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Bumper Stickers

Bumper Stickers Bumper Stickers

There is no joy.

The recent political carnage on streets of major cities should not be taken lightly. Attacking police officers, burning cars and buildings, stealing under the cover of political protests is criminal unless one has a shield. The major networks will not, at this writing, call it “misbehavior” or even bad manners. That's a shield.

And there is nothing funny in it unless you picked up the news of pranksters who took a stack of stickers supporting political candidates opposite to the party most favored by the “protesters.”

The pranksters went through a large parking lot applying stickers supporting the other guys.

After a long hard evening of protesting, throwing bricks and bottles and setting things afire, the owners entered the lot and found cars bearing stickers supporting their enemy.

They did to the cars what they had been doing all night until someone discovered they were trashing their own cars.

Back when cars and trucks had real bumpers, visitors to Rock City and Ruby Falls on Lookout Mountain discovered teenagers were in the parking lots attaching paper signs to front bumpers held in place by flexible strips of metal.

All up and down the major “tourist routes,” as we called them in the South, drivers were met by shiny bumpers advertising that the occupants had visited those sites. The signs themselves equaled personal endorsements.

I think you could buy a bumper sign in the gift shop, but they were great advertising gimmicks.

People bought tee shirts at concerts which became fashion statements of sorts. If you bought enough “eight track” tapes during intermission the shirt came free. continued from page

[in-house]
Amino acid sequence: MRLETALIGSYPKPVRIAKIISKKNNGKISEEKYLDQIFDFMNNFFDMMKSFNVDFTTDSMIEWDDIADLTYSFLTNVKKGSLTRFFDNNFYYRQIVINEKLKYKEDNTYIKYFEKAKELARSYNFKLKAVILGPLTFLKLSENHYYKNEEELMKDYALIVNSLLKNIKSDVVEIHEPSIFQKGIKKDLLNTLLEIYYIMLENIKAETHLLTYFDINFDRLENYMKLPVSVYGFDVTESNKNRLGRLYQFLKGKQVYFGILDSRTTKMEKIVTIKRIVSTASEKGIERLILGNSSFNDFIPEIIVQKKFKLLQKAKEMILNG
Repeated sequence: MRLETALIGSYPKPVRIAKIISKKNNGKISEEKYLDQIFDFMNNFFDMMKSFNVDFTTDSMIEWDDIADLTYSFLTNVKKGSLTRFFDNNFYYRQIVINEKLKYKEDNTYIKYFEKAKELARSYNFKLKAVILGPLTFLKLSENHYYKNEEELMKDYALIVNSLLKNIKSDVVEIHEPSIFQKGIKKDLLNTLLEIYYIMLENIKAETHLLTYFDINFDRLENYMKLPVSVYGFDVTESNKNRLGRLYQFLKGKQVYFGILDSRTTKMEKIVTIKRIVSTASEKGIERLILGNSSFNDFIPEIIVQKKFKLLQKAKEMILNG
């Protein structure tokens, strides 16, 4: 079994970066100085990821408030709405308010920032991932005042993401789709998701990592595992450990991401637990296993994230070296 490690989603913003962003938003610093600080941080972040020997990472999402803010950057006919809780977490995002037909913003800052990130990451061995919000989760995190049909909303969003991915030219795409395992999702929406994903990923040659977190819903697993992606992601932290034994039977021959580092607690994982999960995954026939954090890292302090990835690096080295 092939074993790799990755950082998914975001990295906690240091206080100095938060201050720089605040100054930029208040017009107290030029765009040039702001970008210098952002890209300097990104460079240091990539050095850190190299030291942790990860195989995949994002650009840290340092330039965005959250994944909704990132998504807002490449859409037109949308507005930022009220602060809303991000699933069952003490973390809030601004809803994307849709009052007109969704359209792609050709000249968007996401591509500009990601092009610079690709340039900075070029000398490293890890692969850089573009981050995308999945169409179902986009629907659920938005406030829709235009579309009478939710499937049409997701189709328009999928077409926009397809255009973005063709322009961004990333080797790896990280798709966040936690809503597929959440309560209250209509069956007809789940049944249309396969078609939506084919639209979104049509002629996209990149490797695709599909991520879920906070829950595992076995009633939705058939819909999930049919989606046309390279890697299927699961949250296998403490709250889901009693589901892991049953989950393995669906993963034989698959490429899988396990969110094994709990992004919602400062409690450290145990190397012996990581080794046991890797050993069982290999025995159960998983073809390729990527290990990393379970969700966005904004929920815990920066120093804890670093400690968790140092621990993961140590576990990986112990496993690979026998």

Owners of popular businesses learned that a cheap tee shirt was a great advertising gimmick. Customers would buy your shirt and give you free advertising.

For a short while I owned a collection of shirts from whatever Hard Rock Cafe I could find. It was a lame way of boasting that I'd been to the Hard Rock in Anchorage, and I grew out of it after I became a grandfather.

It was a winning situation all for the businesses because they sold the shirt then gained the exposure.

The next giant leap might have been the baseball cap. I had a box of them before the great migration. The caps advertised all things aviation.

It wasn't much of a leap for tee shirts and baseball caps to become political advertising. Now, since we look like a society of stage coach robbers, it took weeks, not months, for political slogans to show up on masks and face coverings.

My favorite bumper sticker promoted the state of Kansas by calling it “The Land of Ahhhhs.” The one on my truck has faded and the “spare” has lost its stick-um. I can't find a replacement.

Eventually it will show up on a face covering.

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